A nest of Northern Warrior Wasps (Synoeca septentrionalis), in a tree outside our lodging. According to Wikipedia, “It is a swarm-founding wasp that is also eusocial, exhibiting complicated nest structure and defense mechanisms.” The nest was about 30 ft up in the tree, and without a telephoto lens (or a very long stepladder), this was the best photo I could get. Its high location in the tree was a comfort to us, being so close to our rental house. Though not a particularly aggressive species, they are reported to have a very painful sting.

Readers’ wildlife photos

July 17, 2023 • 8:15 am

Today’s photos come from evolutionist Jody Hey from Temple University. His narrative and captions are indented, and you can click on the photos to enlarge them.

The coast of Maine offers a lot of beautiful scenery and some great wildlife watching. My visits there are usually in mid-summer,  which if you are inland is not the best time of year for watching birds. However,  the seaside has lots of visible action year round.  On or near the coast, many of the birds are large, and the sightlines have few obstructions, so getting passable photographs can be relatively easy.  Below are some pictures taken at Marshall Point, the location of a much photographed lighthouse near Port Clyde, and the island of Monhegan,  home to a small community of lobstering folk and artists, and just a  12 mile ferry ride from Port Clyde.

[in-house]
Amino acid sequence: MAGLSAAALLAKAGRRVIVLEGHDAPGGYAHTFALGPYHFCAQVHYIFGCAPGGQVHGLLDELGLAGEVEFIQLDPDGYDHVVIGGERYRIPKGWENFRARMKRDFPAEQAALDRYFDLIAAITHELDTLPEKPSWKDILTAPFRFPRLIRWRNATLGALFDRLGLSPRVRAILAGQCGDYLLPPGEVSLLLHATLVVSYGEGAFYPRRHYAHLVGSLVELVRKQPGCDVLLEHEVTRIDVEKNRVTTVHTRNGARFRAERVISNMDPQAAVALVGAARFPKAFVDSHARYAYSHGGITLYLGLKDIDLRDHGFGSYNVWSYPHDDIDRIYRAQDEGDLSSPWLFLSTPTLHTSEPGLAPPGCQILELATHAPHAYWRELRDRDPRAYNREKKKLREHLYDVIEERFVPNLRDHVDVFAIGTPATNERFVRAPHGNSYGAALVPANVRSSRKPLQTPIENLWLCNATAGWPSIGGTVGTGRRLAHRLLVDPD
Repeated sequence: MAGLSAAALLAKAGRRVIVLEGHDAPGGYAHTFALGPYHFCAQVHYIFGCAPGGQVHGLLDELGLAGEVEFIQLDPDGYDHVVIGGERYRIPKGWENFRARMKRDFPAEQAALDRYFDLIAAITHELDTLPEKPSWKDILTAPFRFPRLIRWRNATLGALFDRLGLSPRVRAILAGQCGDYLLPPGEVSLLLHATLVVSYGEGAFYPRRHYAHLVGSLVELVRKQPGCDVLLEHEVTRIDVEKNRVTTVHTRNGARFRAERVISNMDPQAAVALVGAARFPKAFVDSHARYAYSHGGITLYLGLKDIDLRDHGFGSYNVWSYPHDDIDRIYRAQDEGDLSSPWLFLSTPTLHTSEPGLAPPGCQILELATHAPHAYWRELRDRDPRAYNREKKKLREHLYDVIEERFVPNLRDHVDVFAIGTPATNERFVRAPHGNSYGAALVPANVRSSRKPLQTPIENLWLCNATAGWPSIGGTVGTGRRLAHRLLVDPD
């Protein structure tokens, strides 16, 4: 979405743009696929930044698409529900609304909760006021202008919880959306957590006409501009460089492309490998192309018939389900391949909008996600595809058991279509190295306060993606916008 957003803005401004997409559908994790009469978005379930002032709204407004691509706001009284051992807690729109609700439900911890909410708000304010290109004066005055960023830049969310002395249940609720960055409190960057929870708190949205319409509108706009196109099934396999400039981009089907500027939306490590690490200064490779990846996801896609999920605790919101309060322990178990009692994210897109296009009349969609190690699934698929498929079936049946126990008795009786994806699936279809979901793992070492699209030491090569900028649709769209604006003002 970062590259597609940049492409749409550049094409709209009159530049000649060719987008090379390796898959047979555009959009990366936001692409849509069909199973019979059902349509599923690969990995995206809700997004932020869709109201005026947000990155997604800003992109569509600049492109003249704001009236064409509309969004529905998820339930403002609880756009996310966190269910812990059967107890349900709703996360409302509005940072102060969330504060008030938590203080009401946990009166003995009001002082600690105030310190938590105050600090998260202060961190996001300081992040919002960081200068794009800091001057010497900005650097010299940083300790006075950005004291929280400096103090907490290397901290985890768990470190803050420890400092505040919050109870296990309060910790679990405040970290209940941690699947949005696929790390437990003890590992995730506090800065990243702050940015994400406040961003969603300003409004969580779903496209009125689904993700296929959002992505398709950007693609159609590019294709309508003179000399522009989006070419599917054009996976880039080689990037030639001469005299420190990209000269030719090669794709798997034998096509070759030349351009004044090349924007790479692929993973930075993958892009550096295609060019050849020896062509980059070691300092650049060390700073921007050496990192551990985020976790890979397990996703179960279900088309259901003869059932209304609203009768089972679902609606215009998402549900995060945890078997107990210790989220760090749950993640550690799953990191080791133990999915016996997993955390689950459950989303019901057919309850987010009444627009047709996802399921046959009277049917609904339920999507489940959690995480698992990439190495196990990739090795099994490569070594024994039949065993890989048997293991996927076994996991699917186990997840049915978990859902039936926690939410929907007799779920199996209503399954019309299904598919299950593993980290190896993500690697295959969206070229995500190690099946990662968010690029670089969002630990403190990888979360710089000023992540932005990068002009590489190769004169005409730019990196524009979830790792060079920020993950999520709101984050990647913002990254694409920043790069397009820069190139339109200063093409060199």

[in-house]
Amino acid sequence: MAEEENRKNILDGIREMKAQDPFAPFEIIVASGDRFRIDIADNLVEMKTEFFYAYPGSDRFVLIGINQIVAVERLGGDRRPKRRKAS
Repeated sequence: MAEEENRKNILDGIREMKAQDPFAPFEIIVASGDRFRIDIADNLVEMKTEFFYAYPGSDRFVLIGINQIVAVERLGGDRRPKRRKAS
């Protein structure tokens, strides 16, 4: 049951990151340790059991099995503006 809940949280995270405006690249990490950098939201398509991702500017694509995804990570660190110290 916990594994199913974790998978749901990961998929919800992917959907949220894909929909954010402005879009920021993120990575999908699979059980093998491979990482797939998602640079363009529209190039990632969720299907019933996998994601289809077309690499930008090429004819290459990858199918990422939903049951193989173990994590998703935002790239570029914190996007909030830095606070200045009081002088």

Marshall Pt is a public park and makes a popular and idyllic picnic  spot when the weather is good.    This photo shows the Marshall Pt lighthouse at high tide.  Many will recognize it, as it was famously the eastern terminus for one of Forest Gump’s cross-country runs.

One day I had just finished my picnic lunch and was walking on the beach facing the harbor of Port Clyde, and saw this Great Black-backed gull (Larus marinus) enjoying its own lunch, an Atlantic rock crab (Cancer irroratus).

The tidal range is quite large in coastal Maine, especially further north and east, so the things to see vary widely throughout the day.  Here is a Least sandpiper (Calidris minutilla) exploring the barnacles at low tide.